An email conversation with Robert Serpell (University of Zambia) following the announcement of the Prize, especially about how the research relates to his work raised additional, complementary issues about school experiences in the African subcontinent, adds to this essay. With his permission, I quote Serpell who … writes that a key contribution of the research by Kremer and others rewarded with the prize is its demonstration of the importance and ‘feasibility of focused field experiments’. The announcement added that the studies “also offered substantive lessons …” . … ‘In theory, the incentive program could lead teachers either to increase effort to stimulate long-term learning or, alternatively, to teach to the test. The latter effect dominated. Teachers increased their efforts in test preparation, which raised test scores on exams linked to the incentives, but left test scores in unrelated exams unaffected.‘ Serpell continues: “Way back in the 60’s, I met Tony Somerset who was working in Kenya to leverage the instrumentalising effect of selectively rewarding teacher behaviour. Fifty years later he and a Kenyan policymaker reviewed their findings as follows: “It is widely recognized in educational policy circles that the focus of ‘high stakes’, public examinations tends to exert a powerful ‘backwash‘ (I had to look up the exact meaning: the unpleasant after-effects of an event) effect on teaching practices, as teachers seek to prepare their students for success on the drastic selection processes that determine who gets an opportunity for further education. In Kenya, the Government Ministry of Education took some courageous steps in response to this problem in their 1973–1980 examinations reform program. As Wasanga and Somerset ([58], pp. 387–388) observed in a long-term appraisal of the goals and achievements of the program, the reforms were broadly directed towards “four goals:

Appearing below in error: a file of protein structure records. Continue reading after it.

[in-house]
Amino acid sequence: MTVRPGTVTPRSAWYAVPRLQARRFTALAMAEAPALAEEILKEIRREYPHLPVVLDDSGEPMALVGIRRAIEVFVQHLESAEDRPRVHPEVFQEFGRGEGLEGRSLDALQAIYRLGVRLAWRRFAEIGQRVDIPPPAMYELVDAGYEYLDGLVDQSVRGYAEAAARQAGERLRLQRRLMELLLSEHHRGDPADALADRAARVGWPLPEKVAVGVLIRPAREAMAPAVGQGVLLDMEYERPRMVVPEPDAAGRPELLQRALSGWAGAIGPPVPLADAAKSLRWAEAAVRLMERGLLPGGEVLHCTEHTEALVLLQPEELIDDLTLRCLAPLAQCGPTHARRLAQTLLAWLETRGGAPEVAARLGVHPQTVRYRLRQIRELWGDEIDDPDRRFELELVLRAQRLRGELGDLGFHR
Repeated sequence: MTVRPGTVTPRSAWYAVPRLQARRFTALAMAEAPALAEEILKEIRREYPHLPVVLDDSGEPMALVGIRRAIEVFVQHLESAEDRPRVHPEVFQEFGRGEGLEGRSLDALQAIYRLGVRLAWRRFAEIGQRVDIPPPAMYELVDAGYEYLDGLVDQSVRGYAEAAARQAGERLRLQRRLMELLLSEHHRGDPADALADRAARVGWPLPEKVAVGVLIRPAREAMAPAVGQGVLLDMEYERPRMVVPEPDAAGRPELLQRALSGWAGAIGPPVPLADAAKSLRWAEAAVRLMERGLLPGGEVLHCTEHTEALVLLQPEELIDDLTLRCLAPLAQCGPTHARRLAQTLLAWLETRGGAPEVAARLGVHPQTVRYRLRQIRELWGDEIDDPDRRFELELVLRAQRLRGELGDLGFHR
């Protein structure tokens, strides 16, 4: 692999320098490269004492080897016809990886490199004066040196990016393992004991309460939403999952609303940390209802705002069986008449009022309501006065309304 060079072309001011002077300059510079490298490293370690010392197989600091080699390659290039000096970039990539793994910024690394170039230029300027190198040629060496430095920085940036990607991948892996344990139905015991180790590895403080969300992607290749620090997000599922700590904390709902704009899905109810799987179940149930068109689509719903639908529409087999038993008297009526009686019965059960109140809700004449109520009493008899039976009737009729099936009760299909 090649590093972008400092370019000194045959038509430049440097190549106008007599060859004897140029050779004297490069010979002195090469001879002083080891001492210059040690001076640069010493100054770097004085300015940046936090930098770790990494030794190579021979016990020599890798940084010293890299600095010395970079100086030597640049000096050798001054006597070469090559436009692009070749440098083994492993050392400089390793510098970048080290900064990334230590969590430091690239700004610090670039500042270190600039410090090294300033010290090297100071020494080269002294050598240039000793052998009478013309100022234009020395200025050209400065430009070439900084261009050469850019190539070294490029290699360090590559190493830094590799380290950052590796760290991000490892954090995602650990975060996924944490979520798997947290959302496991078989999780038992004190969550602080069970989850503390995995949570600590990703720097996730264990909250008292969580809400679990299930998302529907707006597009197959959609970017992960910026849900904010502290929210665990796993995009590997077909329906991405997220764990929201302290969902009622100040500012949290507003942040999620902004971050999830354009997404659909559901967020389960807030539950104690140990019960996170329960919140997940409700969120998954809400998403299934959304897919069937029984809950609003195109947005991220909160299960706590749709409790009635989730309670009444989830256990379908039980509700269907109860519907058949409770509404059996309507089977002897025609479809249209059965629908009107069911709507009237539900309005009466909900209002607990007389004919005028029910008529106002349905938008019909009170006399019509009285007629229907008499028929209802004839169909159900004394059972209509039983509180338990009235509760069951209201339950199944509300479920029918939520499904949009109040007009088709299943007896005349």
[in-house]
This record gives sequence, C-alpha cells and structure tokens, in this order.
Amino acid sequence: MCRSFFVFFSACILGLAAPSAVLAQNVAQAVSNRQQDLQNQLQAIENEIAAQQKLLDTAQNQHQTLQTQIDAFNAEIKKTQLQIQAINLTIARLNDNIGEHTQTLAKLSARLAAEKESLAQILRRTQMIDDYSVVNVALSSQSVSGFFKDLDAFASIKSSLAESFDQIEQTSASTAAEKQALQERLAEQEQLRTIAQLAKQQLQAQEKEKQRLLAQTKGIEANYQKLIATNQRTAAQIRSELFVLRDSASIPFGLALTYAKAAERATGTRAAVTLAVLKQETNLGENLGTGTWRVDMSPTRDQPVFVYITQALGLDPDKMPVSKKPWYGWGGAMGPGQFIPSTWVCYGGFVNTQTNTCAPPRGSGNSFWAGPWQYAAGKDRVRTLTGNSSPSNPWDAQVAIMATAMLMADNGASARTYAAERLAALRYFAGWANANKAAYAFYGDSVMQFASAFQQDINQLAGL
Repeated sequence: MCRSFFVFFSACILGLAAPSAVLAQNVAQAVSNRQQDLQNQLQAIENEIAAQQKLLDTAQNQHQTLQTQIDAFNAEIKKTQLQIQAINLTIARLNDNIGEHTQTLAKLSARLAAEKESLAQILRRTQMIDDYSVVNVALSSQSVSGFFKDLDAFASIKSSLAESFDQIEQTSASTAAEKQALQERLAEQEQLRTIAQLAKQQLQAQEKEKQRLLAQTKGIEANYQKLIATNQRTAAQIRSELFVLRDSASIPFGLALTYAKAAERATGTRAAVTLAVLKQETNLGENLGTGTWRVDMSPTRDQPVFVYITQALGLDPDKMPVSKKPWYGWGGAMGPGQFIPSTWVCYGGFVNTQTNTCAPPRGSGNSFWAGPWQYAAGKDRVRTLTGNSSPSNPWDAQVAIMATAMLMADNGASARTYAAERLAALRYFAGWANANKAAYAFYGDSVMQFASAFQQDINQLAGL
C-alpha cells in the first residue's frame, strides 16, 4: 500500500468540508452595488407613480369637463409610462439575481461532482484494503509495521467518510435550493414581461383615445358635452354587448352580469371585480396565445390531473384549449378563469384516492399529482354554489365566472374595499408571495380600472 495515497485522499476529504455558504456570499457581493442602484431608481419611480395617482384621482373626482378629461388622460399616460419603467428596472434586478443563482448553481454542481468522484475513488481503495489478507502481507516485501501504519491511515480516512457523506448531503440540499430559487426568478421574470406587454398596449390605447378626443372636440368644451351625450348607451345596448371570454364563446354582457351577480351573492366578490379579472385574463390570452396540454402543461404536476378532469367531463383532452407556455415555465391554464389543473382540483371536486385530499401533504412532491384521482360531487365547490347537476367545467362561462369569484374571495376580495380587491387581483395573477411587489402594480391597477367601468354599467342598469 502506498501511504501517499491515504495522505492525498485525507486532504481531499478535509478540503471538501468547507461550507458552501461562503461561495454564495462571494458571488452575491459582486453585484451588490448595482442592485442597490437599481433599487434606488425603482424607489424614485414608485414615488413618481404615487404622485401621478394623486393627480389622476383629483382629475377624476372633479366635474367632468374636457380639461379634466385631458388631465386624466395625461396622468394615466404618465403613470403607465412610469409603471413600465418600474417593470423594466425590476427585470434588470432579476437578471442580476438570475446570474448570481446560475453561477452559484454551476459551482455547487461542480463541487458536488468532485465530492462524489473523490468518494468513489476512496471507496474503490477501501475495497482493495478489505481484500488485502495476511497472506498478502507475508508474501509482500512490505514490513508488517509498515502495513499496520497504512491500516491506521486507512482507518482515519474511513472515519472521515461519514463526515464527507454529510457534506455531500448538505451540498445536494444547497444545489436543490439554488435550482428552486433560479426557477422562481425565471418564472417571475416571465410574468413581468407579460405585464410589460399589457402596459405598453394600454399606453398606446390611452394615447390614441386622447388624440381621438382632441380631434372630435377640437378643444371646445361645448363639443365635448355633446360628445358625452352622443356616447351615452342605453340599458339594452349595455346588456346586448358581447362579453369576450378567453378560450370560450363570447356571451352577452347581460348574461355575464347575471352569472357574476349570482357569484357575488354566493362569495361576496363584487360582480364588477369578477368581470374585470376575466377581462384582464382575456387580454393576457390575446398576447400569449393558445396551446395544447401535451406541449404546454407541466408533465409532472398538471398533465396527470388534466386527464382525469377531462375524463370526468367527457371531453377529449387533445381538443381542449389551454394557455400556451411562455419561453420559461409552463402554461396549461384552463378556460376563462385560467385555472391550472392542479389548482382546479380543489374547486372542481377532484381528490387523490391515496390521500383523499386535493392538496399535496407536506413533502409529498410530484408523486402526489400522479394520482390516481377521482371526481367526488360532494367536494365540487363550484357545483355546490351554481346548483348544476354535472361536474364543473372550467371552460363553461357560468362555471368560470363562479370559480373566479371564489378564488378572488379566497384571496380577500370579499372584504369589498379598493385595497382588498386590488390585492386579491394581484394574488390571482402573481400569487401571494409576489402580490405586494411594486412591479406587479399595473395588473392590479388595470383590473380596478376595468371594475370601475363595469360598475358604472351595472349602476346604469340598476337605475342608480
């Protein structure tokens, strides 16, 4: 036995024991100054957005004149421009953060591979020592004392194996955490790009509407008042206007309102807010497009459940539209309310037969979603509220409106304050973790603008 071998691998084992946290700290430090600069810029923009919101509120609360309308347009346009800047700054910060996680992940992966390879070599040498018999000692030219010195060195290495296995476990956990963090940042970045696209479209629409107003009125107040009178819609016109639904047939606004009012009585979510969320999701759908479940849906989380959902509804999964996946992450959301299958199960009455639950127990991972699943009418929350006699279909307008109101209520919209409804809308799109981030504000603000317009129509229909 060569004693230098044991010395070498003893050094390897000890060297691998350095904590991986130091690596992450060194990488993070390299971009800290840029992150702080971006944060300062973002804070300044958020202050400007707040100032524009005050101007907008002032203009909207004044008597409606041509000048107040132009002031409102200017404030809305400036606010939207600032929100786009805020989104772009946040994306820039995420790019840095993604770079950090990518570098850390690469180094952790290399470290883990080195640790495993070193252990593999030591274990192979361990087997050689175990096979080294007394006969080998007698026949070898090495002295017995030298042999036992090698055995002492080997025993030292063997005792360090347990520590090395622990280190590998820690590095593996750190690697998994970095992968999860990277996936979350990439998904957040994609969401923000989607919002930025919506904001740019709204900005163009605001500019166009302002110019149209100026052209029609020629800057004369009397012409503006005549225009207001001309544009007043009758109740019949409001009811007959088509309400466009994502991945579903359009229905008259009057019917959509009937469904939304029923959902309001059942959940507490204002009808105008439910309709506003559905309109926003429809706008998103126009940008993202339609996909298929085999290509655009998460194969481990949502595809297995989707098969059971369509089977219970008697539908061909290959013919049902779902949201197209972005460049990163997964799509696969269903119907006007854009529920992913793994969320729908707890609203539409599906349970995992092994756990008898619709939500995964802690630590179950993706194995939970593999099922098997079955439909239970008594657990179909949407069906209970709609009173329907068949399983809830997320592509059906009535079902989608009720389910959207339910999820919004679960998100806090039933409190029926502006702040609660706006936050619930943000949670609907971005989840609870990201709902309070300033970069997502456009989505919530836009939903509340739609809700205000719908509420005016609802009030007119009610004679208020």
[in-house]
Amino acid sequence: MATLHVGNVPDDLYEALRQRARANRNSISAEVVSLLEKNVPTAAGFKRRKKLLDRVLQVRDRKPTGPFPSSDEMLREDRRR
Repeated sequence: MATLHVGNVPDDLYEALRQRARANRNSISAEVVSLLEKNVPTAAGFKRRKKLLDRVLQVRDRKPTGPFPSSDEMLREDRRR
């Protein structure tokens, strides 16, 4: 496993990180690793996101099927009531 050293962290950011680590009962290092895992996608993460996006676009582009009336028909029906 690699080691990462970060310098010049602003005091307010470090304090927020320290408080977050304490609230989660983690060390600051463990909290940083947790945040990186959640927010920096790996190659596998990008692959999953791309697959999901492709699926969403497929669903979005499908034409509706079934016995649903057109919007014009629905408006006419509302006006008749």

(1) Relevance: The examination should test skills relevant to the future lives of all candidates; those who would leave school after the primary cycle as well as those who would continue to the secondary level.
(2) Equity: To the maximum extent possible, the examination should be fair to all candidates; in particular, the content of the questions should not give further advantage to pupils from already-advantaged home and/or school backgrounds.
(3) Predictive validity: The examination should aim to identify, as efficiently as possible, the pupils who would make best use of scarce secondary school places.
(4) Quality: The examination should aim to enhance the quality of education offered in the primary schools; and to reduce the range of quality differences among schools and localities.’

“Towards these goals, two major instruments of reform were employed: changes in examination content to widen the range of competencies tested, and widespread dissemination of two types of feedback on examination performance:
(a) ‘performance-order listings at two levels of aggregation: first, the district-level list, ranking all districts within the country according to their mean scores; and then within each district, school-level lists, similarly ranking all schools within the district”, and (b) Guidance feedback was provided through an annual examination newsletter, discussing concepts and skills pupils had found particularly difficult in the previous year, and suggesting pedagogical approaches teachers might take to strengthen learning.’

Wasanga and Somerset [58] draw a number of thought provoking lessons from Kenya’s experiment in using ‘examinations as an instrument for strengthening pedagogy’, many of which center on possible misconstruals and manipulative distortions of the kind of response the reformed
examinations set out to elicit, as the published feedback on performance was interpreted and used by teachers, administrators and educational publishers. The pedagogical goals at which the Kenyan reform program was aimed included promotion of higher-order thinking skills, creative rather than descriptive writing, and writing fluency and imagination, as well as accuracy. In some instances, there is evidence that attention to promotion of these educational outcomes increased to some degree at certain schools. On the other hand attempts were also observed to train students to use ‘packaged’ routines to score well on the new type of examination questions.” (Emphases and inserts added)